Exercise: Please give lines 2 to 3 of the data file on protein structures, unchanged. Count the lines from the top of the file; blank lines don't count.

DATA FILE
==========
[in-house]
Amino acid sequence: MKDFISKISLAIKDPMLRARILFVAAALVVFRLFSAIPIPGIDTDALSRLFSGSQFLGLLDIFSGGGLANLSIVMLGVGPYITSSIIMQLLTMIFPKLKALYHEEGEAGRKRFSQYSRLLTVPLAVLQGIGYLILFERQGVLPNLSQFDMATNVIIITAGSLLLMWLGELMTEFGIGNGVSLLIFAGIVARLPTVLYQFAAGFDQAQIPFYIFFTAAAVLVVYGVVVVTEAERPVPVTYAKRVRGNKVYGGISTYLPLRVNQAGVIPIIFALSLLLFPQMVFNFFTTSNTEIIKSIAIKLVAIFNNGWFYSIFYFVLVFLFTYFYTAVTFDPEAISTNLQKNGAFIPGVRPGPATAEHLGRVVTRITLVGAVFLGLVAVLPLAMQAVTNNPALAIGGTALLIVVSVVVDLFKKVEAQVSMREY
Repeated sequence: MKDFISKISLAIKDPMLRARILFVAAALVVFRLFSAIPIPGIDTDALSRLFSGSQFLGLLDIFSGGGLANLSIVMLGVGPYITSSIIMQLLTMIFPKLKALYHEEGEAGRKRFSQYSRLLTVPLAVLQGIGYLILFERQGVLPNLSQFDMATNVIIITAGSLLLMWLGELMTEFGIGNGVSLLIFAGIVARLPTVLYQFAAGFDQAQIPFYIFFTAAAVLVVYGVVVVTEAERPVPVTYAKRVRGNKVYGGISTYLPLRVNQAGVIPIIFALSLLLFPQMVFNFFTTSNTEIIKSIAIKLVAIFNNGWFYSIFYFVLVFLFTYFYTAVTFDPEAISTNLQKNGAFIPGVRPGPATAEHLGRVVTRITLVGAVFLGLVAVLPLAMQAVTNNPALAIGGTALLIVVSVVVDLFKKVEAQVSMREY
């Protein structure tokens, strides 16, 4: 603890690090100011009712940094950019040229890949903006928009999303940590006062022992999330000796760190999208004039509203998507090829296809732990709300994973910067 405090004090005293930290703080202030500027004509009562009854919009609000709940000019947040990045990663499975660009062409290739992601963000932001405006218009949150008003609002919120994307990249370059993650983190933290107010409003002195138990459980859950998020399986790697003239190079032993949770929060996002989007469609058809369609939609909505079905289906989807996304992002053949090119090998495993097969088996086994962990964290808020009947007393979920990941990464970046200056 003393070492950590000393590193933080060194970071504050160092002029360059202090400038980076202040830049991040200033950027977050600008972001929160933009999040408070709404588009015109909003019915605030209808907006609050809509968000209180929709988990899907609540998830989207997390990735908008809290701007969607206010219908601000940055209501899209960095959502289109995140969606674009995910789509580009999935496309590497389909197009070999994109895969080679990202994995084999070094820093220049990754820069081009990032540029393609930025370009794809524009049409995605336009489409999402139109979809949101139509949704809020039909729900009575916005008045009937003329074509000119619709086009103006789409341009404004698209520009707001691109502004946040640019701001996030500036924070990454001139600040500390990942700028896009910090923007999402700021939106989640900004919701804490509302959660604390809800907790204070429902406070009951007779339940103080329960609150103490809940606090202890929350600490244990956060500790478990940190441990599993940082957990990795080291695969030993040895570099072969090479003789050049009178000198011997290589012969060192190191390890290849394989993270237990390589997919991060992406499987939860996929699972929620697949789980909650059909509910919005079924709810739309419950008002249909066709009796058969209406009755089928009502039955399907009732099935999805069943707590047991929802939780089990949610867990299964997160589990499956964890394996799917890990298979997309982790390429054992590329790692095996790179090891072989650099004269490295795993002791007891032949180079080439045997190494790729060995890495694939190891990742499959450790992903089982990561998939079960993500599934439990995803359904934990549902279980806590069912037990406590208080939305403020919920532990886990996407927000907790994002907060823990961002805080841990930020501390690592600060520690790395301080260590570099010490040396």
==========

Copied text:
Amino acid sequence: MKDFISKISLAIKDPMLRARILFVAAALVVFRLFSAIPIPGIDTDALSRLFSGSQFLGLLDIFSGGGLANLSIVMLGVGPYITSSIIMQLLTMIFPKLKALYHEEGEAGRKRFSQYSRLLTVPLAVLQGIGYLILFERQGVLPNLSQFDMATNVIIITAGSLLLMWLGELMTEFGIGNGVSLLIFAGIVARLPTVLYQFAAGFDQAQIPFYIFFTAAAVLVVYGVVVVTEAERPVPVTYAKRVRGNKVYGGISTYLPLRVNQAGVIPIIFALSLLLFPQMVFNFFTTSNTEIIKSIAIKLVAIFNNGWFYSIFYFVLVFLFTYFYTAVTFDPEAISTNLQKNGAFIPGVRPGPATAEHLGRVVTRITLVGAVFLGLVAVLPLAMQAVTNNPALAIGGTALLIVVSVVVDLFKKVEAQVSMREY
Repeated sequence: MKDFISKISLAIKDPMLRARILFVAAALVVFRLFSAIPIPGIDTDALSRLFSGSQFLGLLDIFSGGGLANLSIVMLGVGPYITSSIIMQLLTMIFPKLKALYHEEGEAGRKRFSQYSRLLTVPLAVLQGIGYLILFERQGVLPNLSQFDMATNVIIITAGSLLLMWLGELMTEFGIGNGVSLLIFAGIVARLPTVLYQFAAGFDQAQIPFYIFFTAAAVLVVYGVVVVTEAERPVPVTYAKRVRGNKVYGGISTYLPLRVNQAGVIPIIFALSLLLFPQMVFNFFTTSNTEIIKSIAIKLVAIFNNGWFYSIFYFVLVFLFTYFYTAVTFDPEAISTNLQKNGAFIPGVRPGPATAEHLGRVVTRITLVGAVFLGLVAVLPLAMQAVTNNPALAIGGTALLIVVSVVVDLFKKVEAQVSMREY